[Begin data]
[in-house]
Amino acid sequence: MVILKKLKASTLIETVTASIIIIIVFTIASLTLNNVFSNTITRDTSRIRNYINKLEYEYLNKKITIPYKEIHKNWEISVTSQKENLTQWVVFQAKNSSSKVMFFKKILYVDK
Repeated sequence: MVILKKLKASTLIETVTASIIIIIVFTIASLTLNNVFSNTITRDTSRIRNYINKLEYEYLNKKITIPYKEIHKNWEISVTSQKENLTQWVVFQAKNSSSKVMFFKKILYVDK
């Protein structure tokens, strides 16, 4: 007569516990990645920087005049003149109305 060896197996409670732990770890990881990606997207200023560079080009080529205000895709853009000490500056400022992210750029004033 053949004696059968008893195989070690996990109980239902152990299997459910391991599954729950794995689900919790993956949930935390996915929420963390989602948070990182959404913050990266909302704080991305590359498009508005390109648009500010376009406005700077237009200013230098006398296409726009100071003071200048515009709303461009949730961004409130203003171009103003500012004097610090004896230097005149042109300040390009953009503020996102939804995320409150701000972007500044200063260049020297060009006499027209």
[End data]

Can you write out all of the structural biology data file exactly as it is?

[in-house]
Amino acid sequence: MVILKKLKASTLIETVTASIIIIIVFTIASLTLNNVFSNTITRDTSRIRNYINKLEYEYLNKKITIPYKEIHKNWEISVTSQKENLTQWVVFQAKNSSSKVMFFKKILYVDK
Repeated sequence: MVILKKLKASTLIETVTASIIIIIVFTIASLTLNNVFSNTITRDTSRIRNYINKLEYEYLNKKITIPYKEIHKNWEISVTSQKENLTQWVVFQAKNSSSKVMFFKKILYVDK
């Protein structure tokens, strides 16, 4: 007569516990990645920087005049003149109305 060896197996409670732990770890990881990606997207200023560079080009080529205000895709853009000490500056400022992210750029004033 053949004696059968008893195989070690996990109980239902152990299997459910391991599954729950794995689900919790993956949930935390996915929420963390989602948070990182959404913050990266909302704080991305590359498009508005390109648009500010376009406005700077237009200013230098006398296409726009100071003071200048515009709303461009949730961004409130203003171009103003500012004097610090004896230097005149042109300040390009953009503020996102939804995320409150701000972007500044200063260049020297060009006499027209």